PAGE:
Australian voters waved goodbye to Prime Minister John Howard, a conservative who, along with U.S. President George W. Bush, has steadfastly refused to ratify the Kyoto Protocol. Both Bush and Howard have argued that the Kyoto Protocol is pointless because it doesn’t include developing nations such as China and India, which are also major polluters. The two leaders also have maintained that mandatory limits on greenhouse gases would create undue hardship for their national economies.
Howard’s replacement, Labor Party leader Kevin Rudd, has pledged to seek ratification of the Kyoto Protocol as soon as possible. President Bush promised during his first campaign to lower greenhouse gas emissions, but one of his first acts after taking office in 2001 was to declare that he would not seek Senate ratification of the Kyoto Protocol. Since then, he has held firmly to that position, even as U.S. greenhouse gas emissions have increased year after year.
Bush Now Stands Alone in Opposition to Kyoto Protocol
The shift in Australia’s position on the Kyoto Protocol leaves President Bush and the United States as the only industrialized nation that has refused to ratify the treaty. This leaves the U.S. without any allies among developed nations in its opposition to cooperative international strategies to combat global warming. The change comes just before the next conference of the UN Framework Convention on Climate Change (UNFCCC), which will convene in Bali, December 3-14.
The purpose of the Bali conference is to create a framework for negotiations over the next two years that will lead to massive cuts in greenhouse gas emissions beyond 2012 and establish support for poor countries that are expected to face the most serious effects of global warming.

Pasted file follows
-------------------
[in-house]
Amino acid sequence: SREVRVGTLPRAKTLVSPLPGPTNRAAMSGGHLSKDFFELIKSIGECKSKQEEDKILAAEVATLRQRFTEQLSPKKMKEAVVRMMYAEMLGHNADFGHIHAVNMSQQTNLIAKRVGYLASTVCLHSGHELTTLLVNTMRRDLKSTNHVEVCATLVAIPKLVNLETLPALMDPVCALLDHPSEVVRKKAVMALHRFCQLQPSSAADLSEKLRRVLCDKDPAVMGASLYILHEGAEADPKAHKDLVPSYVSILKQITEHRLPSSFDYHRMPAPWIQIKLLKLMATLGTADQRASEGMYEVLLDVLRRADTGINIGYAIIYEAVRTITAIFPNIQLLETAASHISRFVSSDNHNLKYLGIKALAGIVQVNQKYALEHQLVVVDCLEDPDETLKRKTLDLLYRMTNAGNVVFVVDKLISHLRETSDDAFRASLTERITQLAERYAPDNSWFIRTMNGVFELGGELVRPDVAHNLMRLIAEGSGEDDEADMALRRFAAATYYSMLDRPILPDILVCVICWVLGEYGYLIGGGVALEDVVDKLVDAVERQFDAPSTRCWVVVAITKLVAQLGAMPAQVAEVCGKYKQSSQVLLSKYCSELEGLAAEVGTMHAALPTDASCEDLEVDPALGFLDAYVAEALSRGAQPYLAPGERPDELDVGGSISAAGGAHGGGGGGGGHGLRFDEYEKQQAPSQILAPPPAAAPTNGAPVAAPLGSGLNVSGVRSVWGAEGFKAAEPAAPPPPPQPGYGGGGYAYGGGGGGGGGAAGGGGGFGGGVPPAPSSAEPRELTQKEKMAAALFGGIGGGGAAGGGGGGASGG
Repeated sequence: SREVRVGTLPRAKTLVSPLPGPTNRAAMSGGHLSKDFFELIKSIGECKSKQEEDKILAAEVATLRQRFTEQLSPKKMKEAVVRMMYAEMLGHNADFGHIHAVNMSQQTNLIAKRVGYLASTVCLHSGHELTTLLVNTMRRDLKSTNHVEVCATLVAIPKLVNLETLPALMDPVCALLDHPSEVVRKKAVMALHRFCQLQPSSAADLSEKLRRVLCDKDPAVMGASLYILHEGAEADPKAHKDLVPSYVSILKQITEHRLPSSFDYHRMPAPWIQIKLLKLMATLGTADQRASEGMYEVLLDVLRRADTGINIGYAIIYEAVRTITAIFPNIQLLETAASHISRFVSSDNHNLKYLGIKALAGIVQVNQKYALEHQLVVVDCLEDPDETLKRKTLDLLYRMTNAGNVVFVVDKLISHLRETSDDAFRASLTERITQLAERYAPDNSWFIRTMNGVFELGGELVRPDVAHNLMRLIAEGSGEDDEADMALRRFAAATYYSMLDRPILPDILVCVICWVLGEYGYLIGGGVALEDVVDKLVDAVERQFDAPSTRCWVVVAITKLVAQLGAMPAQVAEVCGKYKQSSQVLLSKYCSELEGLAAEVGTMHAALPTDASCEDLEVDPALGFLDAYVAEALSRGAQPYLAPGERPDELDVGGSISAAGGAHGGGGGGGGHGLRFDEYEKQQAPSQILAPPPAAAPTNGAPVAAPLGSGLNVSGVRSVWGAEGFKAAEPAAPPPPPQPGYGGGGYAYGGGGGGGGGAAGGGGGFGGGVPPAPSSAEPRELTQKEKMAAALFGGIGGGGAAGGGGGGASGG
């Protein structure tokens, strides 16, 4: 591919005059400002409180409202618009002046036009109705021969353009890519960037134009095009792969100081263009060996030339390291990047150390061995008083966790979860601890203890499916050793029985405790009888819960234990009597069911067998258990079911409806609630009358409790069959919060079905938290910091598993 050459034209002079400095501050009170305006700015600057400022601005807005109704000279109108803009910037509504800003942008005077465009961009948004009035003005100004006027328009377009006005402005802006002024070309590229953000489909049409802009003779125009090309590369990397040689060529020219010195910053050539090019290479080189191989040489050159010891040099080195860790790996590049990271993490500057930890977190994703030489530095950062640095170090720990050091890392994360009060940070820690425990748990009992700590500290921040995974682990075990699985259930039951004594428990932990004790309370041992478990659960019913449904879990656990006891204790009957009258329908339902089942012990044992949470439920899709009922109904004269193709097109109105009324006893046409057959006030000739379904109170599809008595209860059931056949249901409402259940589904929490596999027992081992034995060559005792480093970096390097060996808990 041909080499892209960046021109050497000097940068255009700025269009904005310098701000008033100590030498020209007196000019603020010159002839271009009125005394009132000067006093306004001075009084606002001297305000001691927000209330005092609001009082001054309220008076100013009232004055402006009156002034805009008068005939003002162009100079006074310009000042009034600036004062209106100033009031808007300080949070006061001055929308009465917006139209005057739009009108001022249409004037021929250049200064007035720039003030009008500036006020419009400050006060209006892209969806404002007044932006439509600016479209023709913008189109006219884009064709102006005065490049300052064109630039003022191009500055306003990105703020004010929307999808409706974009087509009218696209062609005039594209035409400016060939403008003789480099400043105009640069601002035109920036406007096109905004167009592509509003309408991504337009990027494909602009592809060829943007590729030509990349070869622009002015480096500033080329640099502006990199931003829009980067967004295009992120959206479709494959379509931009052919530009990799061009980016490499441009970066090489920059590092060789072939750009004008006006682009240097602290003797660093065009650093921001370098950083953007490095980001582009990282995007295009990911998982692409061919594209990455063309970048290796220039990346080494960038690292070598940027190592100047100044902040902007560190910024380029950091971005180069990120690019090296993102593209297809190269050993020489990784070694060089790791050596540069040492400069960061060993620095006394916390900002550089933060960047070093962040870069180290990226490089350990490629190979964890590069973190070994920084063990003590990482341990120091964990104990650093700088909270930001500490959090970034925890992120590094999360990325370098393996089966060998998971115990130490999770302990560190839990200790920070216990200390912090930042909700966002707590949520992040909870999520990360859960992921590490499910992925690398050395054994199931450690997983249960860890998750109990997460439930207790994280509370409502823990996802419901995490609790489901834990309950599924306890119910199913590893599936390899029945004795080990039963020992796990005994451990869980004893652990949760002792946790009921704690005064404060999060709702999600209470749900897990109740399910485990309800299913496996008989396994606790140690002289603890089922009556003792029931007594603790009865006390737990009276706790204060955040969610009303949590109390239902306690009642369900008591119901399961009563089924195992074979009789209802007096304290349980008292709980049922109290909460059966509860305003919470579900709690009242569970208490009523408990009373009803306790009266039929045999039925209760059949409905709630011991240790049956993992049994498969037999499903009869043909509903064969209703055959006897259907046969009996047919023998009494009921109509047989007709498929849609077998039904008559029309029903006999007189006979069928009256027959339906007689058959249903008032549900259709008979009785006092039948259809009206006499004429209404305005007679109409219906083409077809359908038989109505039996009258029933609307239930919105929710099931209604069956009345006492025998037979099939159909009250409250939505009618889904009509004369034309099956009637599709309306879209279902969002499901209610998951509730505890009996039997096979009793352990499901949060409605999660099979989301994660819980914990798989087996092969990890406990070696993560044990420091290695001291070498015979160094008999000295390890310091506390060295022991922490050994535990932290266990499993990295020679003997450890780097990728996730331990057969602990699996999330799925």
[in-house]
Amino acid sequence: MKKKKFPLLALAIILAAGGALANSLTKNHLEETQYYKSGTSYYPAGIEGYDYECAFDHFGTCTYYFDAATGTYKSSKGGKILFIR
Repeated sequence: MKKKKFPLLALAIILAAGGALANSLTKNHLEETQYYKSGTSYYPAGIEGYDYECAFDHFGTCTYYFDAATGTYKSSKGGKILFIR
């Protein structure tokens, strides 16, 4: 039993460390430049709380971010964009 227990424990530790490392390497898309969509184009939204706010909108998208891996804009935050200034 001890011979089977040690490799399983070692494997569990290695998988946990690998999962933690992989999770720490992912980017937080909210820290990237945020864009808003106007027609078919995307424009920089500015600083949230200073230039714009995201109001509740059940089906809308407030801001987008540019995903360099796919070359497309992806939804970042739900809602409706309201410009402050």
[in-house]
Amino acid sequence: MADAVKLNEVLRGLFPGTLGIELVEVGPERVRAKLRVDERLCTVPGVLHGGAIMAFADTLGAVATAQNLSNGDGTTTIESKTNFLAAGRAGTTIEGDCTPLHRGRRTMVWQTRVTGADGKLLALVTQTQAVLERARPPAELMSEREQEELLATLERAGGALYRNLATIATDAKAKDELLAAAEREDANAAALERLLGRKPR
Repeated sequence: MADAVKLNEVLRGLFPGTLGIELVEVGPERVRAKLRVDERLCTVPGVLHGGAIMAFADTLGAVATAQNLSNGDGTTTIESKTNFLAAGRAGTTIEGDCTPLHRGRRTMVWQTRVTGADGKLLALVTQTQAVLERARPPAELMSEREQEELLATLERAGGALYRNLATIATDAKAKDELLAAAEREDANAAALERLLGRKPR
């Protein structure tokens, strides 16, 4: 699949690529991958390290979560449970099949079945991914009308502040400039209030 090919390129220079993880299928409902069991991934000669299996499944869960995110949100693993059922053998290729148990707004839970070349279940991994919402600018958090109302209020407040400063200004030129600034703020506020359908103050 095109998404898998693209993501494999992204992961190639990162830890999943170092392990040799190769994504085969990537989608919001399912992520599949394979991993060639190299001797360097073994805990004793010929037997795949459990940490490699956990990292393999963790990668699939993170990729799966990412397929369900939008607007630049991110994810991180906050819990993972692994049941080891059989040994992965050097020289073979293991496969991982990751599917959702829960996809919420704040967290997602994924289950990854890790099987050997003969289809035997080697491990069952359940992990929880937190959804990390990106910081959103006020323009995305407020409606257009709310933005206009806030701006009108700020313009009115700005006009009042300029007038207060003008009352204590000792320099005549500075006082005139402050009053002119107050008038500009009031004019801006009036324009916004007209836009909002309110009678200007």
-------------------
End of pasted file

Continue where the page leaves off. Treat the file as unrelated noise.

“Current commitments from the industrialized world to fund mitigation and adaptation programs in the global South are grossly inadequate and based on voluntary 'charity' rather than real assessments of needs and attribution of responsibility," says Stephanie Long, International Climate Campaign Coordinator for Friends of the Earth. "Clearly, the industrialized world has profited significantly from over a century of producing greenhouse gas emissions that, perversely, will provide protection from climate change impacts.”
A total of 172 nations and government bodies have ratified the Kyoto Protocol, which took effect on February 16, 2005. Thirty-six of those countries, plus the European Union, are required to strictly limit their emissions of six greenhouse gases. Even with Australia joining the effort, however, the Kyoto Protocol covers only about 30 percent of the world's greenhouse gas emissions. China and the United States, the two largest polluters worldwide, account for about half of all emissions globally. But China is exempted and the U.S. still refuses to ratify the treaty. That is why the new international effort, which will begin in Bali next week, is so important.
While Rudd’s commitment to seek ratification of the Kyoto Protocol is not expected to change the U.S. position, it will put additional pressure on the United States and could make it harder for the Bush administration to persuade Canada and Japan to reconsider their Kyoto commitments because of the cost of meeting their targets by the 2012 deadline.
Cutting Greenhouse Gases More Easily Said Than Done
Rudd’s support of the Kyoto Protocol and international efforts to curb greenhouse gas emissions is commendable, but achieving Australia’s emissions targets may present his government with a serious challenge. Reaching that goal will require new policies that mandate rigorous energy savings and increased use of renewable energy, policies that are likely to be expensive and quite possibly unpopular with voters.
While Australia accounts for less than 2 percent of greenhouse gas emissions globally, the nation has the highest per capita emissions in the world. Australia originally agreed to limit emissions to 8 percent above 1990 levels. As of 2005, the latest year for which figures are available, Australia’s emissions were 25.6 percent above the 1990 benchmark, according to the UNFCCC. Australia also exports a huge amount of coal, which contributes heavily to global warming.